Get the goggles on, it’s time to shop.
Consumers in Australia can now shop from department store Myer on marketplace eBay in Australia using virtual reality goggles from eBay Inc. Australia.
Consumers can shop for more than 12,500 Myer products via the VR goggles, called Shopticals, which are a variation of Google Inc.’s cardboard viewer. More than 100 of the products are available to view in 3-D. EBay is giving away 1,000 Shopticals a day until it distributes 20,000, and consumers can request one on www.ebay.au/vr. Demand for the headsets is “incredible,” and eBay will distribute them in other ways soon, an eBay spokeswoman says.
Myer is one of the newest retailers selling on ebay.com.au, and eBay selected it as a VR launch partner because of the retailer’s wide range of products, the eBay spokeswoman says.
“We wanted to make sure that the first time people shop in VR they can see a wide selection of brands and categories, and a department store felt like the best way to showcase breadth and depth of selection,” says the eBay spokeswoman.
To use the Shopticals, a consumer first must download eBay’s virtual reality app, which is available on iOS and Android. After putting on the headset, the consumer navigates through the department store by looking at products. A consumer sees a small target in front of her that follows her line of sight. When that target hovers over a product for a sustained amount of time, more information about it appears. The consumer does not need to touch any buttons on the headset or her smartphone.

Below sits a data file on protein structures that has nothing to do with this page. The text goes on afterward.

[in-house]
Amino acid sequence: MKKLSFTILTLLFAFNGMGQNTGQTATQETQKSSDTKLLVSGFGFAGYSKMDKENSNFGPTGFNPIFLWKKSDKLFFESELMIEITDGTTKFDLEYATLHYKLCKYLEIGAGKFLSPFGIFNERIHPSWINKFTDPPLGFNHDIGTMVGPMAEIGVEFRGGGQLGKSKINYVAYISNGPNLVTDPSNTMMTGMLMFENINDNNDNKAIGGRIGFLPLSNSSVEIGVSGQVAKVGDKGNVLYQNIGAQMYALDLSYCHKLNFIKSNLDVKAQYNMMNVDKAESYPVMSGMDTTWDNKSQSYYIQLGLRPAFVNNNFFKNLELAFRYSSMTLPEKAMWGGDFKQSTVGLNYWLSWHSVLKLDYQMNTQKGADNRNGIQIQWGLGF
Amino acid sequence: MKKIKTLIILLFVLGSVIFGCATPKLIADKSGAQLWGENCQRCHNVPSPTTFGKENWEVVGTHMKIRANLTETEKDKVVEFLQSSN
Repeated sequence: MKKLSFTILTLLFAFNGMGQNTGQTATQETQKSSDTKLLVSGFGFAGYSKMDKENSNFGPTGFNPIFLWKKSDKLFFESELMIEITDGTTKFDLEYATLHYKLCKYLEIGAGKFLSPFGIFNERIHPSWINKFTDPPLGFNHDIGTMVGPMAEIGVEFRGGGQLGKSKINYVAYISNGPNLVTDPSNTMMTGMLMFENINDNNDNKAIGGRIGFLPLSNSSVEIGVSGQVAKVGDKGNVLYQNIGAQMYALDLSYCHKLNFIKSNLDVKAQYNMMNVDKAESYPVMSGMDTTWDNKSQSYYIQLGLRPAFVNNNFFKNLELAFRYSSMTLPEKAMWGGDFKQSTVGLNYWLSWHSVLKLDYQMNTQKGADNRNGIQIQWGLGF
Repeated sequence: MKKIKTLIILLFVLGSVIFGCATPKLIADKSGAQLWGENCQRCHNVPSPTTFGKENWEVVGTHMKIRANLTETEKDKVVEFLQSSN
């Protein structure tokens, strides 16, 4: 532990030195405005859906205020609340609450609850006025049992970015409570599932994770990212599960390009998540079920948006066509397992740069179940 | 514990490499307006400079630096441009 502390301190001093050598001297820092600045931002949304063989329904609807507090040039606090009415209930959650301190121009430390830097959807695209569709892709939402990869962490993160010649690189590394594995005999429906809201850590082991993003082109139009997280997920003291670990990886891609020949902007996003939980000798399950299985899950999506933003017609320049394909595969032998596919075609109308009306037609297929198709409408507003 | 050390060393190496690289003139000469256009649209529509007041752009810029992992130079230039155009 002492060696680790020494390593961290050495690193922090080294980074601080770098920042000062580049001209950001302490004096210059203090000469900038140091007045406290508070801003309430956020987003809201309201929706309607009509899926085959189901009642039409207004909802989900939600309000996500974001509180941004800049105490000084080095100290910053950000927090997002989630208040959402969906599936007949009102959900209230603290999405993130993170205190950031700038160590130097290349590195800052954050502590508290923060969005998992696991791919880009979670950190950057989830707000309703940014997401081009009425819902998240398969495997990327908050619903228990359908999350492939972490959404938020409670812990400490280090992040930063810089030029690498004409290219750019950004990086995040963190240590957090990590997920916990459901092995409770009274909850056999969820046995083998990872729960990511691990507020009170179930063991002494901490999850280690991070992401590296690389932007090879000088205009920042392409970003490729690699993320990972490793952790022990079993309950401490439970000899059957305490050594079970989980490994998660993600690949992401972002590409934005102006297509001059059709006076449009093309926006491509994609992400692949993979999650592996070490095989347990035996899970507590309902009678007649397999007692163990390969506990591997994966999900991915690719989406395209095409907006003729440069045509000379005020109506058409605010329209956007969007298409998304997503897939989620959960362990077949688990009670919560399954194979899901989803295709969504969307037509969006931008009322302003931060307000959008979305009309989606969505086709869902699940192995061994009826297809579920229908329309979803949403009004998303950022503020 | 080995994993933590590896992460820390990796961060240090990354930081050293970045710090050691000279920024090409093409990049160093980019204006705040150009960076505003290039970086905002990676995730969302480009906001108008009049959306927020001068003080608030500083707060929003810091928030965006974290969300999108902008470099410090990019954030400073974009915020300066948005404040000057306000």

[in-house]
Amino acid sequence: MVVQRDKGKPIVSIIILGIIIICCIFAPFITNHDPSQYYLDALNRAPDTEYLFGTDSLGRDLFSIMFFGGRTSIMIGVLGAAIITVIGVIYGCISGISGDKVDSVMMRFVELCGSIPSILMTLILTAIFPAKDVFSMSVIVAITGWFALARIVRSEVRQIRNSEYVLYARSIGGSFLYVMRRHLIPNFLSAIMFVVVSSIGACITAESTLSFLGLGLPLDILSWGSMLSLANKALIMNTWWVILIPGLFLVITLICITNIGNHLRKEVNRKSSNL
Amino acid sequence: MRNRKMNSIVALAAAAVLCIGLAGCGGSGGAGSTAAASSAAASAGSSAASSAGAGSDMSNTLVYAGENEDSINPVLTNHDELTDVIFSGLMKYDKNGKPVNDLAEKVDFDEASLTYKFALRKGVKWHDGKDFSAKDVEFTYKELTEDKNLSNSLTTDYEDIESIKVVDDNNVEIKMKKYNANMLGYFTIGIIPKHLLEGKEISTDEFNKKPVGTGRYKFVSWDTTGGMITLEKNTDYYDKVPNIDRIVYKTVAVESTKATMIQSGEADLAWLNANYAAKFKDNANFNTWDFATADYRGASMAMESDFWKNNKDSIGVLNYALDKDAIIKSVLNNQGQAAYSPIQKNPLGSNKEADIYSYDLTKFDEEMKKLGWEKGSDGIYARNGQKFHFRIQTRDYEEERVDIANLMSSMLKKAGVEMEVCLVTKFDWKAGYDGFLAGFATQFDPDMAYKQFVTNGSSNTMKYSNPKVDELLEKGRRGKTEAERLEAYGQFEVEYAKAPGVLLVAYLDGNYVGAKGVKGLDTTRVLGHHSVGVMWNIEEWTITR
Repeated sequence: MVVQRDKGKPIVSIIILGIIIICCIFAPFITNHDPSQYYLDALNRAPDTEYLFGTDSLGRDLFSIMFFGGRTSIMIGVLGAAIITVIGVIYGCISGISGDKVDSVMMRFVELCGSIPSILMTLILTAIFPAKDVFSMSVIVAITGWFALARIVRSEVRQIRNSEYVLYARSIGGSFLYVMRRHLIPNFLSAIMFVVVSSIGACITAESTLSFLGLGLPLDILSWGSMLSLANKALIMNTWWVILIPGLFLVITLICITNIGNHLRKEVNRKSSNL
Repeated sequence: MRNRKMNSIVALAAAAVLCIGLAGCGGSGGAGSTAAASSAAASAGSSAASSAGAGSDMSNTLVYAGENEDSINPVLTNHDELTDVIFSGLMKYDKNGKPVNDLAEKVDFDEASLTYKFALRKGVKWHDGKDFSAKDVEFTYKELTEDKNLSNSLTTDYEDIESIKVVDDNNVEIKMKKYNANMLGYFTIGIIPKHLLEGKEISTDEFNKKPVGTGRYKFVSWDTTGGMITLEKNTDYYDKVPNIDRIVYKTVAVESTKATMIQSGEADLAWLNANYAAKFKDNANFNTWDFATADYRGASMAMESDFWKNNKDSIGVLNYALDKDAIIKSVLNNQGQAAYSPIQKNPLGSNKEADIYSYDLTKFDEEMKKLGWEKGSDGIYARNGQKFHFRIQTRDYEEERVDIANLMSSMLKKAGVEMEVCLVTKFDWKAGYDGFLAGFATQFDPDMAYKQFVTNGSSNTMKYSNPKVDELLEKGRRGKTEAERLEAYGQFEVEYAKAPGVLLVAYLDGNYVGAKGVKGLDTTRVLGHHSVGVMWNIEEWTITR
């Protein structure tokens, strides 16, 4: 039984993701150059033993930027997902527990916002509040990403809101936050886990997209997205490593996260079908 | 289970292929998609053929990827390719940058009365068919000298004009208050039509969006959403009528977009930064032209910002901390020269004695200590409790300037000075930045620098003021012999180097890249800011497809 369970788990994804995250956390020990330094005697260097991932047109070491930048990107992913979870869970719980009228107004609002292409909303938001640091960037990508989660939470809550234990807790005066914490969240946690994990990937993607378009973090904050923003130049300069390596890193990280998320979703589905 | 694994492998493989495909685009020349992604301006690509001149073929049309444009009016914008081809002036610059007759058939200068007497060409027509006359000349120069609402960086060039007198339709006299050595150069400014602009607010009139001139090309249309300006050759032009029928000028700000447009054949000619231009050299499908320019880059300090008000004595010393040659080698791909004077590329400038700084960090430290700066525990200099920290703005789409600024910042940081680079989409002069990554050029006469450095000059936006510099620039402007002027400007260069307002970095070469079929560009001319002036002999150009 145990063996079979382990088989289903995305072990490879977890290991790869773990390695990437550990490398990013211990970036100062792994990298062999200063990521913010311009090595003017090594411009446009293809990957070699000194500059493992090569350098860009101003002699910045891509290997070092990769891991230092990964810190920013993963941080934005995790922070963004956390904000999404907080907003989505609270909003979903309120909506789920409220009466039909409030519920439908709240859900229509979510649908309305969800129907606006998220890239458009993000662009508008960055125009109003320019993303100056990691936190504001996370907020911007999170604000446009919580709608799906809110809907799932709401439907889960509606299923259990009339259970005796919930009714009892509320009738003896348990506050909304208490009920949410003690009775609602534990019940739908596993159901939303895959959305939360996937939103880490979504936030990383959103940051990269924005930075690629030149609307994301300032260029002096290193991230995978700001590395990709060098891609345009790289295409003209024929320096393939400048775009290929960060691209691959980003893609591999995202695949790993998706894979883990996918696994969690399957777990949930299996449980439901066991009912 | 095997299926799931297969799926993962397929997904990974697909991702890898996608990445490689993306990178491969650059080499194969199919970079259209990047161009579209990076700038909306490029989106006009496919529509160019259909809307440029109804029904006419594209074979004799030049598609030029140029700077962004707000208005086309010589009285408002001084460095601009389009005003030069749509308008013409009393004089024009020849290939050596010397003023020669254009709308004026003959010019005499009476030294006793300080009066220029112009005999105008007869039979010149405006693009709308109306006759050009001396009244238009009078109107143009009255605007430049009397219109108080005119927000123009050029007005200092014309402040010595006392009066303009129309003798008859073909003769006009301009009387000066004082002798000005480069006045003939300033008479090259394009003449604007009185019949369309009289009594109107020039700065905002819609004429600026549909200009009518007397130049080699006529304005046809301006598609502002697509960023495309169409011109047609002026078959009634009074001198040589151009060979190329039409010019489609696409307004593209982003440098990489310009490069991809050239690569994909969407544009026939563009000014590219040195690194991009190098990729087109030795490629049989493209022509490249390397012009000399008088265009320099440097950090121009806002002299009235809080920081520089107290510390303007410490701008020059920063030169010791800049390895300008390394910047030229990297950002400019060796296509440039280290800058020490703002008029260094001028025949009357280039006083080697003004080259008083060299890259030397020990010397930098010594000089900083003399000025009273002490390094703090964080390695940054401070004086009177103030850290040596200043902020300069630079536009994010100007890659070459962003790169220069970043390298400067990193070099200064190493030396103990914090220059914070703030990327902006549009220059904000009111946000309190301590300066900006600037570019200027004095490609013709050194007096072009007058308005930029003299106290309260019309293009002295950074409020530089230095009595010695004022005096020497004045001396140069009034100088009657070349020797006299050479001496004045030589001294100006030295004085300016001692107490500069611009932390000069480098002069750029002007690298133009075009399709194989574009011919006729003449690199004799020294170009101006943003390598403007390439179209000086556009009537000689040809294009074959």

Consumers can put products into their eBay basket—by holding their gaze on the add to basket icon—however they have to purchase in the app and cannot check out via the headset.
The virtual reality app also uses machine learning, which is when computers learn without being explicitly programmed. When a consumer first starts to use it, she selects clusters of products that are available at the store, such as clothing or electronics. From there she keeps narrowing down what she is searching for. The next time she shops, the headset will have begun to learn the types of products she likes and will put those items in front of her immediately.
“It has been really important that we don’t just replicate the existing e-commerce experience in a virtual world,” the eBay spokeswoman says. “When we first started we imagined a virtual world that looked a lot like a real, traditional department store, with a concierge greeting you and guiding you through a grand glass lobby and showing you through all of the different sections. But then we thought, hang on, why? Why are we limiting ourselves to what we know? What would it be like if we didn’t need walls, floors, escalators or tabs to move through the experience?”
It took eBay about a year to launch the VR program, which is still in a testing phase. EBay would not comment on the cost, only that it is a new technology and virtual reality costs will come down as the technology becomes more mainstream.
“It’s the first time any of this code has been written or any of the hand-rendered 3-D models have been created anywhere in the world so that is obviously reflected in the cost,” the spokeswoman says.
The return on the investment is in learning how shoppers interact with virtual reality in a department store, the spokeswoman says. For example, eBay wants to learn if a consumer’s browsing habits change when she uses VR; if products displayed in 3-D have a lower return rate than products displayed in 2-D; and how to expand virtual reality to other sellers on its marketplace.
“This for us is priceless,” the spokeswoman says. “VR is a brand new channel for retail and it is important we are at the forefront of new technologies and how consumers are interacting within them. By observing the reactions of thousands of Aussies who trial the experience, we have the opportunity to take those learnings and lead the world into the next phase of retailing.”